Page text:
Brits are turning to unused property space to run small businesses
The pandemic has caused more Brits to pursue a dream of starting their own small business as data from Cornerstone Tax shows that over the past year 21% agree that their career aspirations have transformed from climbing the corporate ladder to starting an independent business. Adding to this, 18% stated they wanted to leave their 9-5 job to pursue a business endeavour with their family. When starting the journey of building a small business, having a base is critical. Utilising spare space at home has become increasingly popular since the pandemic, as it provides an opportunity for Brits to start their small business endeavours at no extra cost.
According to The US Small Business Association, 50% of all small businesses in the US are home-based, highlighting the genuine option of utilising a home property for work. With the advancements in technology, operating a business from the comfort of your home has become perfectly manageable and it seems to be affecting the rentals of offices within the UK. London now has 20 million square feet of empty office space – marking a 20% rise since 2020, as London boasts the highest commercial rents in Europe.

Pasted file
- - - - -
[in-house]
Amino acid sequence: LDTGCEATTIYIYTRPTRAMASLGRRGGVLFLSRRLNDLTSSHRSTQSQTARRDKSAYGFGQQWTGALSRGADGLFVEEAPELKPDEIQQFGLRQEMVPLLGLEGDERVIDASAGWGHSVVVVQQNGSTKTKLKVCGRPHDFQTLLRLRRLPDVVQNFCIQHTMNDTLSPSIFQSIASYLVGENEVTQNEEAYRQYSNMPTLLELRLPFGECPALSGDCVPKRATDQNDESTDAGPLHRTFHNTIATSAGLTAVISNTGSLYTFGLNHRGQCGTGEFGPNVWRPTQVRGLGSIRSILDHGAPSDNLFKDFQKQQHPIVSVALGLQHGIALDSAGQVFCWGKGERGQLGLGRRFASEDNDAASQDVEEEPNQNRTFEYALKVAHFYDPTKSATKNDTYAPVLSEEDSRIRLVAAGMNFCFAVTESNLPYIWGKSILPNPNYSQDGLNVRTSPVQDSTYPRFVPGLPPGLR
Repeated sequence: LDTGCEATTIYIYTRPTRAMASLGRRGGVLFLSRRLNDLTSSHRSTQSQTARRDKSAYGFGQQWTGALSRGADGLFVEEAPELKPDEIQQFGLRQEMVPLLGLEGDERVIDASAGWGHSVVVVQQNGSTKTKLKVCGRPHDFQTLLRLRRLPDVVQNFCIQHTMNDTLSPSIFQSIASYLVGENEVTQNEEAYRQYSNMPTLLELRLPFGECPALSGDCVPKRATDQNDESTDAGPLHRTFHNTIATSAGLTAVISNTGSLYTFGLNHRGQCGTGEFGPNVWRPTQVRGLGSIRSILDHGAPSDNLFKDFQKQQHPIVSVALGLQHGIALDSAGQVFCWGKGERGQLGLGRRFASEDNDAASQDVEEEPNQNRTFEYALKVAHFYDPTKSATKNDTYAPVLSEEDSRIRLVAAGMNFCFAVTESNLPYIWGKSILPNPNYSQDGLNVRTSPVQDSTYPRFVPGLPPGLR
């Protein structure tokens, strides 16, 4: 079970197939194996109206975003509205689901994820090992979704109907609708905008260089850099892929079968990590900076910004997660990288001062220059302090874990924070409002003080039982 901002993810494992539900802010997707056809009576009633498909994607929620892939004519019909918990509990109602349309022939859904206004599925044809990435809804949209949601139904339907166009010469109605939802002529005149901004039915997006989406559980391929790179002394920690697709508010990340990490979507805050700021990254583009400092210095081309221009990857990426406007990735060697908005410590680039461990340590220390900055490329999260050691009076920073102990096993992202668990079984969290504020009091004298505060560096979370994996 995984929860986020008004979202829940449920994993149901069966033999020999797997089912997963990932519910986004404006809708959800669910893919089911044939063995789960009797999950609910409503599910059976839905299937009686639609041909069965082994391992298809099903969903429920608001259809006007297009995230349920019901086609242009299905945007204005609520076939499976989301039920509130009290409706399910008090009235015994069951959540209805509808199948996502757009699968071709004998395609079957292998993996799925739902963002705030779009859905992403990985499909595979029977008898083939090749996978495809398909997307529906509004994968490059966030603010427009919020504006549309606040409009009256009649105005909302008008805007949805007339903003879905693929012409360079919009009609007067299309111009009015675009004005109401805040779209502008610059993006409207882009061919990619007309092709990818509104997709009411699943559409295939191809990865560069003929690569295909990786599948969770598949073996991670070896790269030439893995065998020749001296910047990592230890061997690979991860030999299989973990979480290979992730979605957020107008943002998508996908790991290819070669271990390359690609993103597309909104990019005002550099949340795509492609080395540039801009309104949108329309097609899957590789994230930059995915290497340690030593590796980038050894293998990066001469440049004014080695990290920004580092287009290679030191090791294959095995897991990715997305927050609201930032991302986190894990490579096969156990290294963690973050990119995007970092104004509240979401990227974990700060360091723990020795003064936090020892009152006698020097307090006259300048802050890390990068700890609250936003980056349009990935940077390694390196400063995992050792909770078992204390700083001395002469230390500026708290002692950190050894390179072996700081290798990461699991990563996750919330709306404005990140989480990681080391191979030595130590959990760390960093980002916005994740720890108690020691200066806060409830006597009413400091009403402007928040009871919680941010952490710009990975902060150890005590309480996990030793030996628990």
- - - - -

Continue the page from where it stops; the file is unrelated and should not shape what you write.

An empty annex, outbuilding or garage provides a chance to succeed in the business environment with a countless number of the world’s biggest companies starting at home, including: Disney, Google, Microsoft and Amazon. The number of new businesses in the UK increased by 14% in the last year marking a wave of entrepreneurialism from Brits. Homeowners have the ability to utilise their unused space to run a business and pursue a new career path. Cornerstone Tax’s study also found that more than a third (38%) of Brits agree that they would rather have flexible working options than a pay rise. This paints a picture of a nation that has made a conscious decision and one that is here to stay.
David Hannah, group chairman at Cornerstone Tax discusses the desire from Brits to start businesses at home: “It’s been fantastic to see the new wave of entrepreneurial Brits who are now taking matters into their own hands and using a garage or spare bedroom to run profitable businesses.
“Partly due to this, we have seen a 20% increase in unused office space in London since 2020. Major urban centres will always be hubs of creativity and opportunity but could become more and more for younger sections of society looking to learn, grow and expand their horizons. What our data also shows is that people also want to escape the proverbial ‘rat race’ in favour of independence and being your own boss. The current vacancy crisis in the world of work is testament to this.
“This could also be a golden opportunity to provide the UK property market with some much-needed stock. Landlords of empty office spaces now have the option to convert them into housing under permitted development rights.”